The folk music artist discovered her Christmas album in an anthology of song from 1953.
Some people grow up with an antipathy for Christmas music. Not Elizabeth Mitchell. As a kid, the children’s music artist liked the idea of a holiday that came with its own songs. “As a kid who loved to sing, I thought that was amazing,” she says. Today, she’s the sort of person who starts looking for Christmas music on the radio in November. “My daughter is the same; my husband definitely is not.”
This season, she released The Sounding Joy, her Christmas album, and it’s she wanted to make one since the beginning of her music career in 1998. She wasn’t sure what form it would take or when it would happen, but a stay in the hospital after a 2009 surgery led her to reconsider some of her plans including the things she’d put off, and Mitchell decided it was time for the Christmas album. Once out of the hospital, she went in the studio and sang some of holiday classics, but “I listened back and was not moved,” she says. “I’m not very good at making people want to go shopping.”
Mitchell had to find a way to turn her general affection for singing, music and Christmas into an actual album with point of view, and she found it in American Folk Songs for Christmas, a 1953 collection of songs anthologized by Ruth Crawford Seeger - mother to Mike and Peggy Seeger and stepmother to Pete Seeger. “What I do in a lot of my work is reach back in time and pull a thread forward,” Mitchell says, and the book was a treasure trove of songs, many of which had been forgotten. As she pored over them, she found a theme she could relate to.
“A lot of the songs in the book, there’s a thread of Mary and the baby, and the conclusion I came to is that the story of Christmas is the story of a child and the experience of the mother,” she says. It’s a theme that she likes to sing about, and it helped her make decisions about what songs to sing and how to sing them.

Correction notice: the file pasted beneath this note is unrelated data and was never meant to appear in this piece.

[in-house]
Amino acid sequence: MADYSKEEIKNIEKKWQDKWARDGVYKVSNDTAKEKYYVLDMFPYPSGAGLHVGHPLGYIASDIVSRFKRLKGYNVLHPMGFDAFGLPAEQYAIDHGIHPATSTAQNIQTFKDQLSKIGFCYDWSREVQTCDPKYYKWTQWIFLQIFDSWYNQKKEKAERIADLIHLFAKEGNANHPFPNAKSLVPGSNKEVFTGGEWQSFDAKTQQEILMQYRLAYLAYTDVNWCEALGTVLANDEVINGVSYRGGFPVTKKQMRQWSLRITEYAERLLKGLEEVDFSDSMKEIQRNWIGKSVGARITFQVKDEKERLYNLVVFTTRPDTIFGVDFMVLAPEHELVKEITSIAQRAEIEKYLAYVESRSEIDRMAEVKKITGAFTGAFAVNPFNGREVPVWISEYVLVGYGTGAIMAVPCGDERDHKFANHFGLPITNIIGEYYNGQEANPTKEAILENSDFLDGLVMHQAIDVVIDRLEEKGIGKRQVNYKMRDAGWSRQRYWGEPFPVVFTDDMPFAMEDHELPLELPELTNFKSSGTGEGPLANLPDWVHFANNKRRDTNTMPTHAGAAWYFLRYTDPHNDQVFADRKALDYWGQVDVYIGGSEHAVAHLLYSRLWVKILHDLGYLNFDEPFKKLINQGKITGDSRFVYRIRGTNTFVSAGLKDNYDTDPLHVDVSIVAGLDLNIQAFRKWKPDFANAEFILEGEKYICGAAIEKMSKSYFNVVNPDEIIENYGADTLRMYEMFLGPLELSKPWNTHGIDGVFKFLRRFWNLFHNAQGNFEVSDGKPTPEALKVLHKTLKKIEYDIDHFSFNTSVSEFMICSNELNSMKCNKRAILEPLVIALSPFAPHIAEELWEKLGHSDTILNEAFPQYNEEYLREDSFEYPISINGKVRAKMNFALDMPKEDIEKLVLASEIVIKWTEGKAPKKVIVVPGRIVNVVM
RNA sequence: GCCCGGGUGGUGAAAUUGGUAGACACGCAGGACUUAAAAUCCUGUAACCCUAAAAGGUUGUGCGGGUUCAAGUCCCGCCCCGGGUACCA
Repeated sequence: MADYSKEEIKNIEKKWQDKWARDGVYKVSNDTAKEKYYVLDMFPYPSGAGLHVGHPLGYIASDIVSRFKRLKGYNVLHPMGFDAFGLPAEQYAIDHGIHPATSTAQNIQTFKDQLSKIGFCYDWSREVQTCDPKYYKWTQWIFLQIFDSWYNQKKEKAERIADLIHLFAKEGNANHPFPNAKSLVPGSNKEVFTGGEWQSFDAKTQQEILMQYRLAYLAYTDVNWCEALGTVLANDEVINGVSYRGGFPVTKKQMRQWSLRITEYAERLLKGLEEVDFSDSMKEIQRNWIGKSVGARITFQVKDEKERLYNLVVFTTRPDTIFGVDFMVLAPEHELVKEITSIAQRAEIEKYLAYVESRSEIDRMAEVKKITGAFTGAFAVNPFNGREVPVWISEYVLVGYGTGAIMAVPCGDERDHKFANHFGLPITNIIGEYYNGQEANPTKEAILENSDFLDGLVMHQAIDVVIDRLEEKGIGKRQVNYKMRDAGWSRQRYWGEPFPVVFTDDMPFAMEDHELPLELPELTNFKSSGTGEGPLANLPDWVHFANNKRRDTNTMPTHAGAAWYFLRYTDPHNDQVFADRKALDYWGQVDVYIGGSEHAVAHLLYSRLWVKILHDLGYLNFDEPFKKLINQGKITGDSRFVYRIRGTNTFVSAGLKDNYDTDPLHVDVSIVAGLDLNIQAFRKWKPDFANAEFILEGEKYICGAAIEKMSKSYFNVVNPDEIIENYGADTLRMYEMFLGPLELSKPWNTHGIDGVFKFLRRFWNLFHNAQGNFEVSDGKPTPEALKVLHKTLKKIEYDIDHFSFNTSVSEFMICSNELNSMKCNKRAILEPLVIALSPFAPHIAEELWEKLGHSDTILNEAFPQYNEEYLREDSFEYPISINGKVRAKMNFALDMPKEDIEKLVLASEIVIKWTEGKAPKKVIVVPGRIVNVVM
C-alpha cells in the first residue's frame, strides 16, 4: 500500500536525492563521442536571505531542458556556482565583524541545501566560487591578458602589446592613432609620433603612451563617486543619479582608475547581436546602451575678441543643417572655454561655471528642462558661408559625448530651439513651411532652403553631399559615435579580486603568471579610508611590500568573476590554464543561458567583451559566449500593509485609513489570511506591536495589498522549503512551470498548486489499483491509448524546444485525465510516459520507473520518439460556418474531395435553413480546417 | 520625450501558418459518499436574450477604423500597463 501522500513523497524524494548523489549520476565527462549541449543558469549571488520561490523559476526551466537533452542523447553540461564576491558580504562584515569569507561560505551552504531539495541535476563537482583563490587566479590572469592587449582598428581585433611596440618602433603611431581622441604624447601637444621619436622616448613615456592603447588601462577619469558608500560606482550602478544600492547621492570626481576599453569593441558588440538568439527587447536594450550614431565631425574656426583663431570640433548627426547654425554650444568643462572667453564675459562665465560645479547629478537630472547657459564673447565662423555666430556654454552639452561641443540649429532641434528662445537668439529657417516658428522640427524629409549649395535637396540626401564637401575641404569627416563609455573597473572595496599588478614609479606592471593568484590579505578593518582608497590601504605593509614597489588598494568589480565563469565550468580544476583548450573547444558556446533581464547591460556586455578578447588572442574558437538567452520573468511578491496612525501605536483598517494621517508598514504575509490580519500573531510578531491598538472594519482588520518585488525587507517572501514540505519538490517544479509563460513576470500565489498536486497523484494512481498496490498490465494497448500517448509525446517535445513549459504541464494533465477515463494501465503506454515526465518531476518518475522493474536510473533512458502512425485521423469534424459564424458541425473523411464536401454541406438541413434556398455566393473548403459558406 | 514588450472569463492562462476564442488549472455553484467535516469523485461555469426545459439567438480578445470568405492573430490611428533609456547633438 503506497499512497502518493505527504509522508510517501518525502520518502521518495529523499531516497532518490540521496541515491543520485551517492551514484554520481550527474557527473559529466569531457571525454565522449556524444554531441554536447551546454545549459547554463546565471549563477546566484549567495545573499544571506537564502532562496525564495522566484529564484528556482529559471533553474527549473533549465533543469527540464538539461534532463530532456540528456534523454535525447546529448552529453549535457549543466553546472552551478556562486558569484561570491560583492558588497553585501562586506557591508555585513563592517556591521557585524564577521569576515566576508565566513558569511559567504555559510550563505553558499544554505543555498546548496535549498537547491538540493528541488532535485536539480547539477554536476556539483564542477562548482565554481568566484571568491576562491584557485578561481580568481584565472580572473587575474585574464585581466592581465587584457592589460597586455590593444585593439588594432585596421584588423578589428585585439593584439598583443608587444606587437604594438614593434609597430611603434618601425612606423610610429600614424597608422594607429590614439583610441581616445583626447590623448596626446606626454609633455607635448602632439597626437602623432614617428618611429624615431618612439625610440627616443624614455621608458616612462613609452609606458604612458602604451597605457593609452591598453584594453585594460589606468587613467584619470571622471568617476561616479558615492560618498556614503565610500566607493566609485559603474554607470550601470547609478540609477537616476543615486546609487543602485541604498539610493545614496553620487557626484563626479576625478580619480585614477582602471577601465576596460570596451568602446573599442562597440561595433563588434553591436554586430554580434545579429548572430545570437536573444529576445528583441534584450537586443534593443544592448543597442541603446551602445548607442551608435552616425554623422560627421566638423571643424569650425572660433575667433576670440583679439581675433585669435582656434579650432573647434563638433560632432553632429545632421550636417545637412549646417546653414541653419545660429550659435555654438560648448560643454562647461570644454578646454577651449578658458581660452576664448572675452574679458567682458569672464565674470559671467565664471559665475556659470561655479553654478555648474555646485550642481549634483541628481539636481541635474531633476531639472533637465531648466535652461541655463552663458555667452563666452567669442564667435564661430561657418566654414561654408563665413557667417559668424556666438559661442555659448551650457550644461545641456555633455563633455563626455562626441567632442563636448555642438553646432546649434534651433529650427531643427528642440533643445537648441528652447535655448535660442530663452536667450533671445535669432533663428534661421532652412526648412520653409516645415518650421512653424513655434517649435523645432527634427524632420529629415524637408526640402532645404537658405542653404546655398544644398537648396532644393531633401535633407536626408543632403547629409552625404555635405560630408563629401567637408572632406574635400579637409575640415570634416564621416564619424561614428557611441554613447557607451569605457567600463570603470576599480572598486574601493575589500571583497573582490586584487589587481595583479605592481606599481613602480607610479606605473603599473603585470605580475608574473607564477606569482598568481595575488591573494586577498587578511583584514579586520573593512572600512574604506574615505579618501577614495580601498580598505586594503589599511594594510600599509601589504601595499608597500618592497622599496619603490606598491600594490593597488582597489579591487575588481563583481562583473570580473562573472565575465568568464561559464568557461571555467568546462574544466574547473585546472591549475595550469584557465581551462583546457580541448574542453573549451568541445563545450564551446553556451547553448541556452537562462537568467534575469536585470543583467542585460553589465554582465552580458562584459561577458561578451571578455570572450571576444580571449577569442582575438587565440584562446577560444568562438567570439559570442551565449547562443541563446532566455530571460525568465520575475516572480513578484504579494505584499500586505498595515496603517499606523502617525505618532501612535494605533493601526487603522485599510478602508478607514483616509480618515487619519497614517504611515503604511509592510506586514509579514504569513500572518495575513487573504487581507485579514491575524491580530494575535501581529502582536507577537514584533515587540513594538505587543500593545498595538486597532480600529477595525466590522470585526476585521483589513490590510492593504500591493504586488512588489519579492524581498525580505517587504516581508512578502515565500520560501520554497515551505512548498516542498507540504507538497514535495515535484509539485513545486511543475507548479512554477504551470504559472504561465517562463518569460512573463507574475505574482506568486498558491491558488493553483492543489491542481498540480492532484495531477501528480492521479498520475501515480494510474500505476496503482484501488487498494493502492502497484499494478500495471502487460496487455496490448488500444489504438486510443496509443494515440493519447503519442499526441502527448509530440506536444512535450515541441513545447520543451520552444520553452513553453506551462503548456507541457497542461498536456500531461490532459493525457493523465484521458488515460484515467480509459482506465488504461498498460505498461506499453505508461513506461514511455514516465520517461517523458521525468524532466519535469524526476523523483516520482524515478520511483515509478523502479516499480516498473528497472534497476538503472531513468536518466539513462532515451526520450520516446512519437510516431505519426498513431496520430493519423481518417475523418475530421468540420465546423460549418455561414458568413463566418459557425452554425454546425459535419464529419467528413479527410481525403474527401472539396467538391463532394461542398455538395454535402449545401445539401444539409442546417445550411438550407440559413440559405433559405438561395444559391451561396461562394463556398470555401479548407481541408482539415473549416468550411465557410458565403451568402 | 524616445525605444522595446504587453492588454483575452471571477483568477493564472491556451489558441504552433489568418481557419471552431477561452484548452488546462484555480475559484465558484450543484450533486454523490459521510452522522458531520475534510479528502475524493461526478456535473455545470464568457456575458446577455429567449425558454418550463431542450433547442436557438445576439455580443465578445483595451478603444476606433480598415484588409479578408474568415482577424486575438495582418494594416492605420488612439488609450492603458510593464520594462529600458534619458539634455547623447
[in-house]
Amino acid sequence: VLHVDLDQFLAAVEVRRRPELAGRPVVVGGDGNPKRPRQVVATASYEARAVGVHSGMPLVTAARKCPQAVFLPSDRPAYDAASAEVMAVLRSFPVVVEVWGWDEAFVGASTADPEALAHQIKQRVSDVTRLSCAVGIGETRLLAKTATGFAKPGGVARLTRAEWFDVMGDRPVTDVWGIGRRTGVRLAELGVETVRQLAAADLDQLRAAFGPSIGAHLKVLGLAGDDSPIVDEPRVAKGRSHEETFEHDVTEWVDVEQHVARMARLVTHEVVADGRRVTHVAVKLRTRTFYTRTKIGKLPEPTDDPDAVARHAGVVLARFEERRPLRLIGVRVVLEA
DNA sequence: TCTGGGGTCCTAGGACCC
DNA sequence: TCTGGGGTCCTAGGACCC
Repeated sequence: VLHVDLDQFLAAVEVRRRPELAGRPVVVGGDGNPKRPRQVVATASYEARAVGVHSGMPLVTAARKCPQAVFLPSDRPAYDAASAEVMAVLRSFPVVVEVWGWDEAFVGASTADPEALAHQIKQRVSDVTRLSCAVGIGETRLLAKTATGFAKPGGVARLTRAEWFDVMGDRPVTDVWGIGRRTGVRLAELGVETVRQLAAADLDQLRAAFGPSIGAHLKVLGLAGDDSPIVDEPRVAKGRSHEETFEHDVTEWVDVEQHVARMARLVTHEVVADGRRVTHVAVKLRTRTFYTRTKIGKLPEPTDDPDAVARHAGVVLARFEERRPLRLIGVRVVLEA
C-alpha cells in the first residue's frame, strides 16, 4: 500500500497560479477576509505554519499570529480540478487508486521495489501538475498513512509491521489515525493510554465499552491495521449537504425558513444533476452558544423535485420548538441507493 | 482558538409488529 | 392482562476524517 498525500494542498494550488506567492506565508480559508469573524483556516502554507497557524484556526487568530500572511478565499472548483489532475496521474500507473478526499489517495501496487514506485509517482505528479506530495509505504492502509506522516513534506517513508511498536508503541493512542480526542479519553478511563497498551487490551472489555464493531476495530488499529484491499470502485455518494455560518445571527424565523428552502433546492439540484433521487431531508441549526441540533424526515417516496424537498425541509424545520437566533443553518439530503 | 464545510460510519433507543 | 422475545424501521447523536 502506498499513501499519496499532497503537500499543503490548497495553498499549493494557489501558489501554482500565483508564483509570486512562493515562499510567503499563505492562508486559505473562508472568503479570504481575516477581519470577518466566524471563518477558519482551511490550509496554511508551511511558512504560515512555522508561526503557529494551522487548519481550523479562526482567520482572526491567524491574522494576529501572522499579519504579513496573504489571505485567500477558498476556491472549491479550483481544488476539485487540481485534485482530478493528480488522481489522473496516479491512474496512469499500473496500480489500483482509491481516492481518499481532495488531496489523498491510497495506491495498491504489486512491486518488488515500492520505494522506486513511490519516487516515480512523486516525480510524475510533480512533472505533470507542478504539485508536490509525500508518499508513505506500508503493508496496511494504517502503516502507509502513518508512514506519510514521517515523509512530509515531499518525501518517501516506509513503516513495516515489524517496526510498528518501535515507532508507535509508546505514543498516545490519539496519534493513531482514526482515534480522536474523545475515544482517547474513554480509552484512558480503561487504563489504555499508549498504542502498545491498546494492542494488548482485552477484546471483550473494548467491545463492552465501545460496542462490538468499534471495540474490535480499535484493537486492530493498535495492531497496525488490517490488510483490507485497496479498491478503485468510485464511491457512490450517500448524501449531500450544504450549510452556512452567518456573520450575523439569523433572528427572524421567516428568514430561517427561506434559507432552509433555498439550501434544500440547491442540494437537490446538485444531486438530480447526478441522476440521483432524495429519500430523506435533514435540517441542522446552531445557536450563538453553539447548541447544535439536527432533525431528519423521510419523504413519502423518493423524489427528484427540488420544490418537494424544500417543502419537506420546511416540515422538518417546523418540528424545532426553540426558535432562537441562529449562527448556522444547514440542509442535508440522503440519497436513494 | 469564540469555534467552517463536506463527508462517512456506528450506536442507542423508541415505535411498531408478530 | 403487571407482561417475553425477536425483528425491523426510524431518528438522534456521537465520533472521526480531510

The Sounding Joy is a lovely album, one folk music fans can enjoy with or without children. Mitchell presents the songs as simply as possible, with just enough accompaniment to give the songs dimension and color. The spiritual “Oh, Mary and the Baby, Sweet Lamb” is performed as a call-and-response between Mitchell and children, with only clapping as accompaniment until the bridge, which introduces a brief thumb piano melody. The blues underpin much of the album including “January, February, and the Last Month of the Year,” a song The Staple Singers memorably recorded on their The 25th Day of December album from 1962. In keeping with the spirit of the season, Mitchell performs the album with her actual and musical family - husband Daniel Littleton, daughter Storey, and guests Peggy Seeger, Natalie Merchant, Amy Helm, Aoife O’Donovan, Gail Ann Dorsey, Larry Campbell, Dan Zanes, and John Sebastian.
The songbook isn’t in print, and Mitchell found it 10 years ago during the process of discovering the music of Mike and Peggy Seeger. She came to admire the breadth of Ruth Crawford Seeger’s selections and particularly her arrangements of the songs. “Her piano arrangements are so simple and so beautiful,” Mitchell says. Seeger clearly had the amateur pianist and singer in mind, but she didn’t sacrifice musicality. “She wanted anyone to have this experience of playing these songs and sharing these songs.”
One sticking point for Mitchell is the songs’ spiritual dimension. She didn’t want the album to be taken as a specifically and solely Christian one, but the album leans heavily on songs that involve Jesus and Mary. “It’s something I still ponder,” she says. Mitchell thinks more of the values and the stories told by the songs than of their specific theology.” The birth of a child story is universal, she says. “I think it’s okay to share that and acknowledge that. Christmas means different things. It can have a very spiritual component, but now in 2013 it can mean a day you give presents, stay warm, and celebrate with people.”